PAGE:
Thousands of people that make the yearly pilgrimage to El Santuario de Chimayo around Good Friday every year would say Yes. Also, known as Nuestra Senor de Esquipulas is about 25 miles north of Santa Fe New Mexico. There are several stories/legends, and yes even miracles attributed to this place of worship. The following is what I learned during my visit there and through their official website.

By A. Govea



One thing we know for sure, this story has its roots in 13th century Spain in the city of Atocha, where Christian men were imprisoned by the Moors. The feeding of these men was left up to their families, and at first their wives, or mothers could handle this obligation. After a while though, fearing a possible insurrection, the Moors changed it to only their children 12 and under would be allowed in. This would become a major barrier to many of the men imprisoned, because they had no children of that age and the scarcity of food in general. Wives, and mothers were now feeling helpless and desperate to find a way to help their loved ones. So, they did the only they could do, they prayed to our Lady of intercession for help.

  Soon after, they began hearing stories from some of the children permitted in about seeing an unknown boy feeding the prisoners. According to legend, he would bring in a gourd for water and loaves of bread, this must be the Christ child the ladies surmised. Their prayers had been answered by the Holy Mother, she had sent the Christ child to save their loved ones. How this legend, and beliefs came to Chimayo is best explained by the official information provided on the Chimayo website that shows Richard Riectenberg as the author.


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Santo Niño reached New Mexico when Severiano Medina, a prominent member of the tiny village of El Potrero, became seriously ill and promised that, if he recovered, he would complete a pilgrimage to Plateros and the shrine of Santo Niño de Atocha. He carried out this promise and, unable to return with a statue, brought a papier mache doll of the Santo Niño instead. Immediately upon his return he received permission to construct a private chapel to house the doll. This chapel was built within a few hundred yards of El Santuario de Chimayo which had been built about 40 years earlier.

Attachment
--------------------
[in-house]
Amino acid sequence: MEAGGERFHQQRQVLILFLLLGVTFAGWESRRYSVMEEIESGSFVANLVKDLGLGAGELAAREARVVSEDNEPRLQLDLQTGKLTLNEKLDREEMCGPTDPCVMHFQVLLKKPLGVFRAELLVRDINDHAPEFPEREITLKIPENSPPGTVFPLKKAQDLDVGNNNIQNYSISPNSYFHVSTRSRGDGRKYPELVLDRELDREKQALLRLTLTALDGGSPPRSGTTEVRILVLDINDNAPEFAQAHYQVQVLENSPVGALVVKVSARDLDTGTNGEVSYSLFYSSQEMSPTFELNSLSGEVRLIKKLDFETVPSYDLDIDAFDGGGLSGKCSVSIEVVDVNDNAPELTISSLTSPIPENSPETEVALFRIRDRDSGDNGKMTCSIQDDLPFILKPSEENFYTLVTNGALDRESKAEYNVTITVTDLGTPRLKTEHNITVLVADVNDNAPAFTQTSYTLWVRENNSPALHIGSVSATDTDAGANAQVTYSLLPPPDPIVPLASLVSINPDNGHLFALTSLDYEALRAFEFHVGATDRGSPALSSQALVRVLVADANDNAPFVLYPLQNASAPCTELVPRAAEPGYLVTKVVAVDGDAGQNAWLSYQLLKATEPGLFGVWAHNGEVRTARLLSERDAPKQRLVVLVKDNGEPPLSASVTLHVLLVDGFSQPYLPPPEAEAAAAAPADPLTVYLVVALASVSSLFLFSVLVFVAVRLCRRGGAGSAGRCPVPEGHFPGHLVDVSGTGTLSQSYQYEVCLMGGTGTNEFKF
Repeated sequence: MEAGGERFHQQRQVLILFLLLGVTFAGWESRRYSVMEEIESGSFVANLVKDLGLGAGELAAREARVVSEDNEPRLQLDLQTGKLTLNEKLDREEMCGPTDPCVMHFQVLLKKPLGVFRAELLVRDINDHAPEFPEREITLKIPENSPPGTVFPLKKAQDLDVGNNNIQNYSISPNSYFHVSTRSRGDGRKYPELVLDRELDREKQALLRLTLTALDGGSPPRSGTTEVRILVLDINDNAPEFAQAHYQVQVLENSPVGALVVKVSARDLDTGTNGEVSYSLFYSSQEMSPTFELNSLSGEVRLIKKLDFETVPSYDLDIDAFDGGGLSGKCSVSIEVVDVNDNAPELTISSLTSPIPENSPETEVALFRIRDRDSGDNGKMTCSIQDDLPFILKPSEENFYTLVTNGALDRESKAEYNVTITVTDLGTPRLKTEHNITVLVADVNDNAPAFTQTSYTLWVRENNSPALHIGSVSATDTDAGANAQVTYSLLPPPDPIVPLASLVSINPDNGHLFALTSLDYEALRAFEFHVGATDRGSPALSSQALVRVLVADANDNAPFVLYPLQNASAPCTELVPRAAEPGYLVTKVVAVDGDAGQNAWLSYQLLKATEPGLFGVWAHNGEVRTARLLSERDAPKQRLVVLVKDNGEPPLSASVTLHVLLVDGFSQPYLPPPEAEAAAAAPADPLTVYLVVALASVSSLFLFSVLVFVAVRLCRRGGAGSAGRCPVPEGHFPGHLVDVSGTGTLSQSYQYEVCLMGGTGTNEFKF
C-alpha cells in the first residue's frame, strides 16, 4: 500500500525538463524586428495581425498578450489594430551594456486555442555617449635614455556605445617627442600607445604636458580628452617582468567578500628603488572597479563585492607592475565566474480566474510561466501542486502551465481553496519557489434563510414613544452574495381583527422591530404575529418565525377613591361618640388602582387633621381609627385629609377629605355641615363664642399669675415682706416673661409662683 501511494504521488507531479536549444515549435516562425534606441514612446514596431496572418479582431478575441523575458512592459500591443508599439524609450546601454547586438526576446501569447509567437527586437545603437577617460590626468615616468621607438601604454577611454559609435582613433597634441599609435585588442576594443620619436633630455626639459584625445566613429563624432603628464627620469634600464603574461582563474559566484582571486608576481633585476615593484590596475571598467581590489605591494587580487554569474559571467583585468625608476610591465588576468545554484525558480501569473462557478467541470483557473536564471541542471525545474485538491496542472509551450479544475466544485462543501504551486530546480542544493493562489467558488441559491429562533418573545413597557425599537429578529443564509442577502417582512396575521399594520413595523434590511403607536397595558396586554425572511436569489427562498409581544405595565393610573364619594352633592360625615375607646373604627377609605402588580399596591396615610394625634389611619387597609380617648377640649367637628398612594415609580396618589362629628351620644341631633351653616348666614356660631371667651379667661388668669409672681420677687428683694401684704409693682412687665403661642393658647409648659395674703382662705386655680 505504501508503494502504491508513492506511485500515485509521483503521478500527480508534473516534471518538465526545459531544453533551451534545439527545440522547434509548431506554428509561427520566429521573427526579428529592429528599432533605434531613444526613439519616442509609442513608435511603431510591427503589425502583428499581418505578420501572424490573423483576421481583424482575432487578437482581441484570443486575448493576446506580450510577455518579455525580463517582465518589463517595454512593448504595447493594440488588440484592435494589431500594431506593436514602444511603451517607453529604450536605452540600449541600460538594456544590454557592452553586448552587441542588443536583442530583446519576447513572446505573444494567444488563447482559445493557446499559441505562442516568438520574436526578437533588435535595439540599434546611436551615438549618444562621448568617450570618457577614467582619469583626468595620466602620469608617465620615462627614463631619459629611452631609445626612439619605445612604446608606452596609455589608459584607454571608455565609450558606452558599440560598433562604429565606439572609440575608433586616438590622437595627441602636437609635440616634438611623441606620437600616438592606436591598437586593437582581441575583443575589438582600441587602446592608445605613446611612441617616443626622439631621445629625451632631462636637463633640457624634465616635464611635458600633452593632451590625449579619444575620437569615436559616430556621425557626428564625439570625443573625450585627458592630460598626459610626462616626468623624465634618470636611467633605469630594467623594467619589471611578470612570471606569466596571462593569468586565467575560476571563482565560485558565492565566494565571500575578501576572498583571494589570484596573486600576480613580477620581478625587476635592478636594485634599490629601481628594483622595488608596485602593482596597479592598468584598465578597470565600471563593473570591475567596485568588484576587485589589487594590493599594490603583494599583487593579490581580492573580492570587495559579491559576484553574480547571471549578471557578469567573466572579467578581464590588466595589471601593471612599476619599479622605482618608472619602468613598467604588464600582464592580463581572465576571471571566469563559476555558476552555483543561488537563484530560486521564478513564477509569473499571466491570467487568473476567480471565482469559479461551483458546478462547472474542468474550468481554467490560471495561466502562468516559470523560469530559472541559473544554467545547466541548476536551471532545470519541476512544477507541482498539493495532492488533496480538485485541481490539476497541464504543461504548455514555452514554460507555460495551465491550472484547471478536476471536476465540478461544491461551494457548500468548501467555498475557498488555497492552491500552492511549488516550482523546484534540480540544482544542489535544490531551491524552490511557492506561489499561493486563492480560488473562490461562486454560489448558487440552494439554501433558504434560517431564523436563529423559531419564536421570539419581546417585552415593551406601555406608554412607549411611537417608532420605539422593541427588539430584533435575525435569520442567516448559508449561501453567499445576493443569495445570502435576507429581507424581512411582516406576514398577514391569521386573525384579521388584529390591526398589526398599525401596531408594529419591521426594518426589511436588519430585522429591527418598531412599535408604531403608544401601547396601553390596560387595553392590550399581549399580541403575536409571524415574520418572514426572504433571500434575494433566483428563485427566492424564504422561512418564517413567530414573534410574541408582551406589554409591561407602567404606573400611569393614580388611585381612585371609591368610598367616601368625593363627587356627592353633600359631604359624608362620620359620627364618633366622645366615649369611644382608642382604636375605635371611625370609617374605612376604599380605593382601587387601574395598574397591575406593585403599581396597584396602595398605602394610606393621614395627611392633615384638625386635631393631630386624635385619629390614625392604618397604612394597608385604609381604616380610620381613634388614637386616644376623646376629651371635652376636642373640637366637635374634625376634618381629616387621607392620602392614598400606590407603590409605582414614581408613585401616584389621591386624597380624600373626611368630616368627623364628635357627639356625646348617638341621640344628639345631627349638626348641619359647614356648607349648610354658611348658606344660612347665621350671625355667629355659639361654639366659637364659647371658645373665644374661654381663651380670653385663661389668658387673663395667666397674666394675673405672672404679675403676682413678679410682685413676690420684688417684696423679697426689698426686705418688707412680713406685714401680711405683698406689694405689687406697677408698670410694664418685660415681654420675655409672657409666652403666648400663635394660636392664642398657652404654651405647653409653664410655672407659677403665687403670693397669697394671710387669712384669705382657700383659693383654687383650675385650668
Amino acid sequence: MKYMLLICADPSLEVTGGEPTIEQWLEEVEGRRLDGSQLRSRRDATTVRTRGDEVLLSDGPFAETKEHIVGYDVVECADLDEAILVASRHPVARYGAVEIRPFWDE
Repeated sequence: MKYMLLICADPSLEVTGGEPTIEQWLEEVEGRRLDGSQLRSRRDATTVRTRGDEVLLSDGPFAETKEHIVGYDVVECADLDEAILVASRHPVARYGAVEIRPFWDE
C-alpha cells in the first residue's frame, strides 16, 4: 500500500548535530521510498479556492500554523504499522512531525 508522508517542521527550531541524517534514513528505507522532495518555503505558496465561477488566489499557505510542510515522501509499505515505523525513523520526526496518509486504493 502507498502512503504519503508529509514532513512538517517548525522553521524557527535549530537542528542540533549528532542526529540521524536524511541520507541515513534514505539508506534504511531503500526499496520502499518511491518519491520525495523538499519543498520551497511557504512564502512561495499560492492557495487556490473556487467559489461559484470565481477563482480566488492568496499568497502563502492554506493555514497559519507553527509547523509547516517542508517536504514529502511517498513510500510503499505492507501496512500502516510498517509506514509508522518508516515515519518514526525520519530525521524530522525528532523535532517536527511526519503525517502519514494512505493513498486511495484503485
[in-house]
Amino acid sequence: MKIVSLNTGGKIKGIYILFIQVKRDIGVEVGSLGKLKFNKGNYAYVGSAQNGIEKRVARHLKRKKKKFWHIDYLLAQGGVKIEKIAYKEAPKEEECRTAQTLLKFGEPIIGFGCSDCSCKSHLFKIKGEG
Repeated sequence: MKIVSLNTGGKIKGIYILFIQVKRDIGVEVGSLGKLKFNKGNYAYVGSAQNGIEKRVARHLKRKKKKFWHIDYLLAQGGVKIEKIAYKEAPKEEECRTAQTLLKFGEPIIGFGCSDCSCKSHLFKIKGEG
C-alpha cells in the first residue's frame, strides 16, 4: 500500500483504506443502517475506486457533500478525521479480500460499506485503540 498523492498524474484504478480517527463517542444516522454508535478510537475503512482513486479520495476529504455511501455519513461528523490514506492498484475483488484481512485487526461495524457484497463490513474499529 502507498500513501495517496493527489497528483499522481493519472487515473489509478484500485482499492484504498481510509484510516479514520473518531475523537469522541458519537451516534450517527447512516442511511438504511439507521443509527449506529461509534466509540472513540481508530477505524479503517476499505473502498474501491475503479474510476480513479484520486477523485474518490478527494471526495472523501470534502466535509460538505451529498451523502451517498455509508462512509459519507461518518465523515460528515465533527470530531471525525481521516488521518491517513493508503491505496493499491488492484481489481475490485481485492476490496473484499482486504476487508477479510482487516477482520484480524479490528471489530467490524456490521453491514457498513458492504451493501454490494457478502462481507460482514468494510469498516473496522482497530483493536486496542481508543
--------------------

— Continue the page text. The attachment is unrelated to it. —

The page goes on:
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It was at this chapel, built by the Medina family, that the people of northern New Mexico learned about the Santo Niño and where the child became part of the culture of the northern Rio Grande Valley. By 1941, many of the 1,800 New Mexico National Guardsmen comprising the 200th Coast Artillery Regiment were familiar with the story of Santo Niño and some had visited the chapel in Chimayo. Stationed in the Philippines at the outset of WWII, they were the first to fire on the wave of Japanese fighter planes and bombers that attacked on 8 December 1941. They prayed to the Santo Niño as their supplies dwindled, as their numbers dwindled, and as they, and their Filipino compatriots, began the slow retreat across Luzon to the very tip of the Bataan Peninsula where they made their last stand. With no hope of victory or of aid from the decimated U.S. Pacific Fleet, they must have truly felt themselves “Los Desamparados”. Finally, on 9 April 1942, they surrendered, only to learn that their personal trials and torment had just begun. 75,000 American and Filipino troops began what is now known as the “Bataan Death March” to the prisoner-of-war (POW) camp, Camp O’Donnell. As many as 18,000 soldiers were murdered by the Japanese soldiers on this 61-mile march. The remainder faced 40 months of interment in various POW camps; many were transported in “By the late 1940s some of the surviving soldiers and their families, numbering about 2,000 people, began what has become the annual Easter pilgrimage to Chimayo as a means of expressing their profound gratitude to Santo Niño. Because the Santo Niño Chapel was a private chapel (until 1992, when it was acquired by the Archdiocese of Santa Fe) a statue of Santo Niño was placed in a side room in the chapel nearby El Santuario de Chimayo. Thus, El Santuario, established because of the miracle associated with Nuestro Señor de Esquipulas (Our Lord of Esquipulas), became, somewhat inadvertently, identified with Santo Niño de Atocha.

Today the Easter pilgrimage is taken by as many as 40,000 people annually. By the efforts of the Holy Family and the Medina family, Santo Niño chapel is completely restored. Inside a small room adjoining the main chapel is a wooden statue of Santo Niño made by the famous santero, Felix Lopez. Filing shelves resting against the adobe walls are a pair of children’s shoes left by the faithful. Some with names and dates, some with notes of entreaty or thanks. They are intended as such offerings, have been for over one thousand years, for the Holy Child so that he may have clean shoes as he travels on his journey to provide comfort to those in need.


Author Notes; There are other stories passed down about this area that would lead you to believe this is in fact a Holy place. And while I cannot confirm or reject any of these stories, I can say that both I and my wife found this to be a truly peaceful area. I do believe that this Chimayo is a place where your faith can grow. To find out more please visit their website

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